From the Telegram side, we need to create a bot and get its token following the instructions and set it in the Token parameter.

After that, we create a user, set up a Telegram media type for this user, and in the “Send to” field we write the id of the user or group chat.

Voila! Your webhook is set up and ready to send notifications or event information!

As you may have noticed, the setup did not take much time and did not require deep knowledge. Naturally, for finer tuning, it is possible to edit the content of messages, the type of problems, intervals, and other parameters. But even without additional changes, notifications are already ready to go.

Is it difficult to write a webhook on your own?

Of course, creating a webhook requires certain skills.

First of all, knowledge of JavaScript is required. The language itself is not difficult and can be mastered relatively quickly. The Zabbix documentation site has a guideline for writing webhooks with recommendations and best practices.

Secondly, understanding how Zabbix works. This does not require an in-depth understanding of Zabbix and the ability to follow basic instructions will be enough. You can read more about setting up notification methods in the official documentation. It is important to properly configure the webhook itself, grant rights to users, and set up a notification action for the necessary triggers.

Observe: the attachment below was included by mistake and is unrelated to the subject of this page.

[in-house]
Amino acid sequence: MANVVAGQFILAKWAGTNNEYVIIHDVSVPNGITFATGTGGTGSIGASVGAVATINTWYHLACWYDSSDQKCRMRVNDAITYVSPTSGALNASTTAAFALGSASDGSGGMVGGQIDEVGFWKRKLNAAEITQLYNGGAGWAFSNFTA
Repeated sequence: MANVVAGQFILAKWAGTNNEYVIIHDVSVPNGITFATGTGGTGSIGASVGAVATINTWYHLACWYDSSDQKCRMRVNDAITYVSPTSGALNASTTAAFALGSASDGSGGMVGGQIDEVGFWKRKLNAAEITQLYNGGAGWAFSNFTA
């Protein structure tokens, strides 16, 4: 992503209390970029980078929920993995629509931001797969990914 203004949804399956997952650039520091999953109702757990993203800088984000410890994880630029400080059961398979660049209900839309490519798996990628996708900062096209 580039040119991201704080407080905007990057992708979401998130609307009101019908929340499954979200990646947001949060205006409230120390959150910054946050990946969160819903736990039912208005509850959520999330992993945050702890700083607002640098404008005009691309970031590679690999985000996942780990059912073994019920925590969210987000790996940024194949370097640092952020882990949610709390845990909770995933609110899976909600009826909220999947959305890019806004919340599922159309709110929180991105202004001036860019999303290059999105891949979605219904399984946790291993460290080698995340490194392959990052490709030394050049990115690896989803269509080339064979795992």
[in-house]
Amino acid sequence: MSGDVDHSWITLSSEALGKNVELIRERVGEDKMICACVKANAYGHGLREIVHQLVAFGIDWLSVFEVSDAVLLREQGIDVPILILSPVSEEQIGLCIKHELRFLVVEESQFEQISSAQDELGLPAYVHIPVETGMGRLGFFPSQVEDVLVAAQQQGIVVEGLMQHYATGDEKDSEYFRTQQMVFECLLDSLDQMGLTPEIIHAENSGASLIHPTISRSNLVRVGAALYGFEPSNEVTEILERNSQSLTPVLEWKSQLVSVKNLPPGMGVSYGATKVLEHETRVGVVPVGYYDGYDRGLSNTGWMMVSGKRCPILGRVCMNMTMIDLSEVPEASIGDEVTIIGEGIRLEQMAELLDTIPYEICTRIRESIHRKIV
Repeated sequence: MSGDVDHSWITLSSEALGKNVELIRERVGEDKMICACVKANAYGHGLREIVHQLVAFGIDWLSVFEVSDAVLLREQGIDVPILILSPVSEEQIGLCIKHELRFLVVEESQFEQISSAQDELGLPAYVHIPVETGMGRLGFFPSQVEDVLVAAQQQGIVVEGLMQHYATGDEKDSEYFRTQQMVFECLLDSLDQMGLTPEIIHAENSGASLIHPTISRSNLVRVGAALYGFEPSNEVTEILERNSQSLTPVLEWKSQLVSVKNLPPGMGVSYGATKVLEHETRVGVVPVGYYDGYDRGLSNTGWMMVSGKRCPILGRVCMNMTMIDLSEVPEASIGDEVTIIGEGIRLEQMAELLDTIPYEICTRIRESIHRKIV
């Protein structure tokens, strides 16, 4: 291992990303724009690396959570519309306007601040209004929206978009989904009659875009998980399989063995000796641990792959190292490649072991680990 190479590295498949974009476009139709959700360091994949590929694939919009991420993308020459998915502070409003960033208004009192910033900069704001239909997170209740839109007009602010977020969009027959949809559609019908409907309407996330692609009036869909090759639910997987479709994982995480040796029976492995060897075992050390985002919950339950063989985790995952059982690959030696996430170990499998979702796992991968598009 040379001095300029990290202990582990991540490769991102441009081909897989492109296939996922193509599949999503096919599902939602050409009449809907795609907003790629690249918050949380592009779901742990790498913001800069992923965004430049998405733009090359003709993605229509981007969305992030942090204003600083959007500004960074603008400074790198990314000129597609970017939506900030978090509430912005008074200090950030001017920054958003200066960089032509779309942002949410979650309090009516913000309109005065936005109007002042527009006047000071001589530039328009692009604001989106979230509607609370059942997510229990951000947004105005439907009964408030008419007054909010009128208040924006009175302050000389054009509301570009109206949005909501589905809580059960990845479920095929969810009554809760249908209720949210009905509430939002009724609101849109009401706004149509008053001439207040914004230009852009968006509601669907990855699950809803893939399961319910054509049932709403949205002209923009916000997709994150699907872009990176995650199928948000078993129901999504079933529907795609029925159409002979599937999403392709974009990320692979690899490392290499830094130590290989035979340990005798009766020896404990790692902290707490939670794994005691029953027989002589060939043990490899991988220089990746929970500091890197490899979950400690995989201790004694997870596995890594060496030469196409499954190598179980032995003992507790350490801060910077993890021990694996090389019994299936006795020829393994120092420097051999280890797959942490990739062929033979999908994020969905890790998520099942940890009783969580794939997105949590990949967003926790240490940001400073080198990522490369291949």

And thirdly, study the documentation of the service for which the webhook will be written. Although all APIs work on the same principle, they can differ greatly from each other in methods and request structure. It is also necessary to understand the service itself to understand how it works. It is difficult to write an integration if it is not clear how Zabbix should properly interact with the service being integrated.

Summarizing

Webhook is a modern and flexible way of integration that allows Zabbix to be a universal solution. Since the realities of our world imply a large number of different systems, and as a result – many people working together – webhooks are becoming an indispensable tool in notification automation. A properly written and configured webhook is an effective solution for flexible notifications.

In the next article, together we will learn the basic methods and requests that are needed to send alerts, receive updates and assign tags. For this purpose, we will completely inspect some webhook in close detail.

Questions

Q: We have a ready-made notification system built on scripts. Does it make sense to rewrite it to a webhook?

A: Certainly. Firstly, the webhook is executed natively in Zabbix, which will be much more productive than in an external script. Secondly, the webhook is much more flexible, more functional, and much easier to make changes to.

 

Q: We have a service for which we would like to write an integration, but we do not have qualified specialists who could do it. Is it possible to request such integration from Zabbix?

A: Yes, if you are a Zabbix partner, you can leave a request to create such integration.

 

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Jerson Luiz de Paula Junior
Jerson Luiz de Paula Junior
1 month ago

It would be interesting to support Python in the creation of the script that consumes the Webhook.